The script from the original file is not accessible from the script you put the binary load in.
If you can open the original file, just copy the field names as necessary to the new file.
If you can't open the file / access the script, you can look at the table viewer (CTRL-T) or use the system table to have a look at the fields used.
I think you would need to do a resident load if you want to transform some fields.
The binary load does only load tables and fiels (and values, of course). But once you have binary loaded a file, you can get to the Table Viewer, or use two listboxes with system fields $Table and $Field where all tables and all fields are listed.
Of course, you can do RENAME, DROP, LOAD ... RESIDENT from the tables already existing, although you cannot change the original script, because it is on a different file.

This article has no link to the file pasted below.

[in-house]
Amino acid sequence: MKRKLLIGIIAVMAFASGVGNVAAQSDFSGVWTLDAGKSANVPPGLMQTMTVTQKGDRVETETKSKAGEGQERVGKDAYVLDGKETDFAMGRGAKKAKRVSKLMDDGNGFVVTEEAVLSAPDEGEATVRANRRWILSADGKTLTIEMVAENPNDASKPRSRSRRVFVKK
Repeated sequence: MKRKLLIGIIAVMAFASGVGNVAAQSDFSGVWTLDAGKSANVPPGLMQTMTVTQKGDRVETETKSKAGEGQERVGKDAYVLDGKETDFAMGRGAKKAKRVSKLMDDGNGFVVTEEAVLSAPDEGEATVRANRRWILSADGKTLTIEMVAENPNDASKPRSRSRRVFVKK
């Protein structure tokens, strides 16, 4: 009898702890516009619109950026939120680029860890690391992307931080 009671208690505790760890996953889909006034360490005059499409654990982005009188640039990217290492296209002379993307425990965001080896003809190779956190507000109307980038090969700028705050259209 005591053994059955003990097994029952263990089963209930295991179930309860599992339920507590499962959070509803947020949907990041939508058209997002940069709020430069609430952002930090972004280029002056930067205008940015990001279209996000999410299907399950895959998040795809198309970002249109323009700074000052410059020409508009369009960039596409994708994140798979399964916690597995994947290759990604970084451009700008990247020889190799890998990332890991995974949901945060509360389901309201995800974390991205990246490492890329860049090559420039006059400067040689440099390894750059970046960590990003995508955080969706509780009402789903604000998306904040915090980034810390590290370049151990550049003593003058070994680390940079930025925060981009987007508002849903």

Hope that helps.
After a binary load the data model is (as you have seen) intact, and the script is effectively as it is at the end of the script running in the QVW you have done a binary load from.
This means that you can issue statements like DROP TABLE and DROP FIELD to remove items from the data model. If you wish to rename fields you will need to do a RESIDENT load and use the AS statement to do the rename.
Given the main advantage of a Binary Load is its speed and that Resident loads are inherently reasonably slow - you might want to steer clear of renaming of fields in this way - and perhaps rename any fields in the QVW you are loading from?
Hope that helps,
You can't modify the script as such. A binary load doesn't get the script from the other QVW but gets the already loaded datamodel. What you can do though is modify the datamodel. You can perform resident loads of tables in the model, join to tables in the model, drop tables and/or fields from it, etc etc